The FDA is responsible for regulating medical devices in the United States. As part of the regulatory process, manufacturers should submit a regulatory submission that includes a BEP and BER. The FDA reviews these documents to ensure that the device is safe and effective for its intended use. Failure to comply with FDA regulations can result in significant losses, such as recalls.
“Such a process should generally begin with assessment of the device, including the material components, the manufacturing processes, the clinical use of the device (…) Considering this information, the potential
risks from a biocompatibility perspective should be identified. Considering the potential biological impact, a plan should be developed (…) either by biocompatibility testing or other evaluations that appropriately address the risks.”2
The MDR is a set of regulations that governs the approval and use of medical devices in the European Union. The MDR requires that medical device manufacturers conduct a biological safety evaluation according to the state-of-the-art guidelines, which means that the evaluation must use the latest available scientific knowledge and technology. The evaluation must also take into account the intended use of the device and any potential risks associated with its use. In addition, it requires manufacturers to submit a BEP and BER as part of the regulatory submission. The MDR also includes stricter requirements for the biological safety evaluation of medical devices than the previous Medical Device Directive (MDD).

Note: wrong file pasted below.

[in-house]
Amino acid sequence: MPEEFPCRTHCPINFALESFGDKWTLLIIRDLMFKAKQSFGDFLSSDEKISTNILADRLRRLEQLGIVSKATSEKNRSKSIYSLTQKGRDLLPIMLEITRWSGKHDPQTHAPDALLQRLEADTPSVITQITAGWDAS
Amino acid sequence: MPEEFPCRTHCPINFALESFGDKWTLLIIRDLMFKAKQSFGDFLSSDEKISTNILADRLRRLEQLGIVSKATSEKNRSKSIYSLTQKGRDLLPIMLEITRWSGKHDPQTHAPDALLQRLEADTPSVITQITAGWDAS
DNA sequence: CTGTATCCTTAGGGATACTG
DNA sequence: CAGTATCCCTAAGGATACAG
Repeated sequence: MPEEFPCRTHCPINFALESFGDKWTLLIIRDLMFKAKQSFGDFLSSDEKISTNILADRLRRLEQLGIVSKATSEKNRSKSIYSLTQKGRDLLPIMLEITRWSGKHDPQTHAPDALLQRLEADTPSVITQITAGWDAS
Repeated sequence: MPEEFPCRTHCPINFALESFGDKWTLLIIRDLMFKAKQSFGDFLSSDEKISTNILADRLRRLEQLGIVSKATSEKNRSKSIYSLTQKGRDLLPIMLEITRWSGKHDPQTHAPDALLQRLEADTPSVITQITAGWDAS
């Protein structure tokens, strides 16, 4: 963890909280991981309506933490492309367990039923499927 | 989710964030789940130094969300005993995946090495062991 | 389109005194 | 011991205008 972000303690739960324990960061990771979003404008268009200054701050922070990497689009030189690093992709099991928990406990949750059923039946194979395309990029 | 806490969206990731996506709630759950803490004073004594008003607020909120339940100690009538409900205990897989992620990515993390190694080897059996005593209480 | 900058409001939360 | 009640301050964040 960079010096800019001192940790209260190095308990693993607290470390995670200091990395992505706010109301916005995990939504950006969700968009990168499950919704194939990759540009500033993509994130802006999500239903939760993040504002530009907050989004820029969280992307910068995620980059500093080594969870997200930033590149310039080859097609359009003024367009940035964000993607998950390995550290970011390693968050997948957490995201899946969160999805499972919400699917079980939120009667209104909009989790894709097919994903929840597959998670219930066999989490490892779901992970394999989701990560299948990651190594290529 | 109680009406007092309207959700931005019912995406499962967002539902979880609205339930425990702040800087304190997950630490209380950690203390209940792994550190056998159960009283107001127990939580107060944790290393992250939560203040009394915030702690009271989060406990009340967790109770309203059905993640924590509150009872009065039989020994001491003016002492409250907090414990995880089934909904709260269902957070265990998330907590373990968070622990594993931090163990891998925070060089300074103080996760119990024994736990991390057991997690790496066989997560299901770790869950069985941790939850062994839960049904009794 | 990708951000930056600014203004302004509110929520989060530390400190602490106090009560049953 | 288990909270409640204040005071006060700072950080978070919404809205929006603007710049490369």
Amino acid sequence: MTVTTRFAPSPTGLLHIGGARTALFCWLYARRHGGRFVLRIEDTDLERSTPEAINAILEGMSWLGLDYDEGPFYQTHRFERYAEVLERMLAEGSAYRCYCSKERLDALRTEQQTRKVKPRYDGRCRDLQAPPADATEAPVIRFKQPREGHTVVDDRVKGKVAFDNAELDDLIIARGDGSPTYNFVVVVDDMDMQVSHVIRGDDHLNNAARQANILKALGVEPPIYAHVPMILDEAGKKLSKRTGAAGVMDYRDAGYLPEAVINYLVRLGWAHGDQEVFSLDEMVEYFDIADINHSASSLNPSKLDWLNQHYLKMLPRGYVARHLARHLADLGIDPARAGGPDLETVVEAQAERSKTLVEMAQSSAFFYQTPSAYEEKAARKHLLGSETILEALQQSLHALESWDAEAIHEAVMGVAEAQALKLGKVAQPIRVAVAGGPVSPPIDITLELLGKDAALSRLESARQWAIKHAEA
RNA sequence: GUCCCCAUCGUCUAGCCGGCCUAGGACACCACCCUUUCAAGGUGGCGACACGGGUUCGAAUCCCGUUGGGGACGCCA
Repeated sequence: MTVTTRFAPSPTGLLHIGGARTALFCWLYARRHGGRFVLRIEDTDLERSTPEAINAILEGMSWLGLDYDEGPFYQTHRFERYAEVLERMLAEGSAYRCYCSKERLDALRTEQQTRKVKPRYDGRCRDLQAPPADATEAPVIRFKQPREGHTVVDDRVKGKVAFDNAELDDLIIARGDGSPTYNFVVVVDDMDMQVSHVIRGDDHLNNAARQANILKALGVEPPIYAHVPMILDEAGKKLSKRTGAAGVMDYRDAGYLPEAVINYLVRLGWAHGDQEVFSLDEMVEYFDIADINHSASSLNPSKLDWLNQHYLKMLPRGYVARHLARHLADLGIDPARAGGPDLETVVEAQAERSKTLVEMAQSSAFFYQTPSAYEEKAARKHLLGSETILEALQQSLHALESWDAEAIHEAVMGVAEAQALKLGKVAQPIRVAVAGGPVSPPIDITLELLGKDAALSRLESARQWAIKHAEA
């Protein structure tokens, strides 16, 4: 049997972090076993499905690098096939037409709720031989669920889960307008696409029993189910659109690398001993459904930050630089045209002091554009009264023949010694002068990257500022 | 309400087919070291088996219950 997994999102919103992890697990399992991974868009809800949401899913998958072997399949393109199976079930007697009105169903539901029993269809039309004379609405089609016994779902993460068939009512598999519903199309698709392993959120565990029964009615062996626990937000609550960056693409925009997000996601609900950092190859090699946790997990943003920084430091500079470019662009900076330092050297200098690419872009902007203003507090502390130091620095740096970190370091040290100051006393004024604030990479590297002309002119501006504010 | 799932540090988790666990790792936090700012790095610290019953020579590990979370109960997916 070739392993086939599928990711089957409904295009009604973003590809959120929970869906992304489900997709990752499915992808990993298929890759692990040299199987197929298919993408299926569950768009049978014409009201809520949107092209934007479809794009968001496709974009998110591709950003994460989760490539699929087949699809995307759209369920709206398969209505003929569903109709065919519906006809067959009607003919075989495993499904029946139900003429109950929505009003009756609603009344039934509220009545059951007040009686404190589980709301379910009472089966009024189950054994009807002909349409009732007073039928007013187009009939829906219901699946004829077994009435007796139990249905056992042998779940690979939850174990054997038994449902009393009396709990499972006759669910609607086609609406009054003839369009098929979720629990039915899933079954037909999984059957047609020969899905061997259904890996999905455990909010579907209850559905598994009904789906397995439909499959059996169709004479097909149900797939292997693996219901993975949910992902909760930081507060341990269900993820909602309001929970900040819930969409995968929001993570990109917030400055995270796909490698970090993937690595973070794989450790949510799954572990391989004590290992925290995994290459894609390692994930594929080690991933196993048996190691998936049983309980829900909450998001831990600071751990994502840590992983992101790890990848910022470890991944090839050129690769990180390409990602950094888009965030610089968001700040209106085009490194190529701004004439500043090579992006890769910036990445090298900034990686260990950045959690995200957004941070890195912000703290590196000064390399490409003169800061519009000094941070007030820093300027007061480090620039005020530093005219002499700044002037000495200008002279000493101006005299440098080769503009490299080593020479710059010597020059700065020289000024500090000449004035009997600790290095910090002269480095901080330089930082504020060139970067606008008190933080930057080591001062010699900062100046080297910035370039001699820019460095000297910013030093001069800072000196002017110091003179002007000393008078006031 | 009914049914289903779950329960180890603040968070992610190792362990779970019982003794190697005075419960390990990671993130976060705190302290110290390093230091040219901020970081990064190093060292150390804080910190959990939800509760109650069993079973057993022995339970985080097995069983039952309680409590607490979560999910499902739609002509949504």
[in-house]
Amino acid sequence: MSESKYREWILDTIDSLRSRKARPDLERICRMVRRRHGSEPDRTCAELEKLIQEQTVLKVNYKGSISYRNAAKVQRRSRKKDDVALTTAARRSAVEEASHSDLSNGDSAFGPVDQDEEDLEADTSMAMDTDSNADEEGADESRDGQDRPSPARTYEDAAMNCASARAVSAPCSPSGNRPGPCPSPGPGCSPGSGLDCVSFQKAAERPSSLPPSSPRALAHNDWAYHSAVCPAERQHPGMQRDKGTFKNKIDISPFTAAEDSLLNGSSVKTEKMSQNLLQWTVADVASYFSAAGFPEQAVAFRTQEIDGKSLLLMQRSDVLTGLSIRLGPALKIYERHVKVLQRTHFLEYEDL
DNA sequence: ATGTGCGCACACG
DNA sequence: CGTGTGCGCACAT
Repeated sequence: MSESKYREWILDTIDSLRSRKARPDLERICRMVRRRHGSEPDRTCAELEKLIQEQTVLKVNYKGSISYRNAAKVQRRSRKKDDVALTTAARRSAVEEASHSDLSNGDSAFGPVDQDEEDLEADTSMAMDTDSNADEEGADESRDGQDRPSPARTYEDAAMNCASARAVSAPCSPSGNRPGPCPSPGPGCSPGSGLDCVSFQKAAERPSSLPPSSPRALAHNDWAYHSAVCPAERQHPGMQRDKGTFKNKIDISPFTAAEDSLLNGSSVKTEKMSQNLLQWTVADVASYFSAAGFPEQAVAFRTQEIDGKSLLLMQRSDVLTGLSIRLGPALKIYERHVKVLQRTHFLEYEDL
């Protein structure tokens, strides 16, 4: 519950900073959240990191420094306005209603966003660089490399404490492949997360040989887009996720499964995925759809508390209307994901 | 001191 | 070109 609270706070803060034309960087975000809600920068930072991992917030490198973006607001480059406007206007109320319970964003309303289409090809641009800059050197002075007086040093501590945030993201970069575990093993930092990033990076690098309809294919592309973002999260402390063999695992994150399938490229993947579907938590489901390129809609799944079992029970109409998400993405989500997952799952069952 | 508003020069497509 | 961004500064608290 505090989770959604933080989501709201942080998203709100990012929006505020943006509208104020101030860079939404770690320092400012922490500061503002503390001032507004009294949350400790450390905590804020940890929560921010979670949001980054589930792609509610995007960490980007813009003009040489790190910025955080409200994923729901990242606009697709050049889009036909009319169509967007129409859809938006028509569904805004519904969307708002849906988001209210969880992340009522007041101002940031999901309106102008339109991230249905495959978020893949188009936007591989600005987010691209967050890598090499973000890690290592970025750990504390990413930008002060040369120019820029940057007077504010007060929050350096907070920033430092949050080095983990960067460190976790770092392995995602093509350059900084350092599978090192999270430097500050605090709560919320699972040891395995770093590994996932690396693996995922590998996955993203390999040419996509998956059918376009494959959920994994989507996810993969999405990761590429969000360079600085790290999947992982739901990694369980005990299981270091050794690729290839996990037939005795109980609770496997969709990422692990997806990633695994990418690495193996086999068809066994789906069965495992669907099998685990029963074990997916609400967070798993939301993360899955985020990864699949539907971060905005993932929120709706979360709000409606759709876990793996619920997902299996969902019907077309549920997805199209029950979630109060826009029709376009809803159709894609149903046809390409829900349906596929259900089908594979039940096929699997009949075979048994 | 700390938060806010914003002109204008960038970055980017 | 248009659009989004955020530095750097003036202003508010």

Biological safety evaluation is a complex process that requires the expertise of trained professionals. Therefore, it is essential to involve experts in the development of the BEP and BER to ensure that the testing is planned correctly and that the results are interpreted accurately. Experts can also provide guidance on the selection of appropriate test methods and the identification of potential risks associated with the device.
“(…) The biological evaluation shall be planned, carried out, and documented by knowledgeable and experienced professionals. (…)”1
The biological safety evaluation of medical devices is a critical step in ensuring patient safety and regulatory compliance. The BEP and BER are essential documents that outline the testing strategy and summarize the results of the biological safety evaluation. Compliance with ISO 10993, FDA, and MDR regulations is required to market a medical device. It is important to involve experts in the biological safety evaluation process to ensure that the testing is conducted accurately and that the results are interpreted correctly, as it is written in ISO 10993-1:2018.
In conclusion, the biological evaluation plan and report are critical documents in the regulatory approval process of medical devices. Compliance with ISO 10993, FDA, and MDR regulations is required to market a medical device. The BEP and BER serve as a roadmap and summary of the biological safety evaluation process for a medical device, and involving experts in the process is essential to ensure its accuracy and reliability. By following the guidelines and standards set forth by regulatory authorities and involving experts in the process, manufacturers can ensure that their medical devices are safe and effective for patient use.
ISO 10993-1:2018 Biological evaluation of medical devices — Part 1: Evaluation and testing within a risk management process
Basics of Biocompatibility: Information Needed for Assessment by the FDA
Use of International Standard ISO 10993-1, “Biological evaluation of medical devices – Part 1: Evaluation and testing within a risk management process”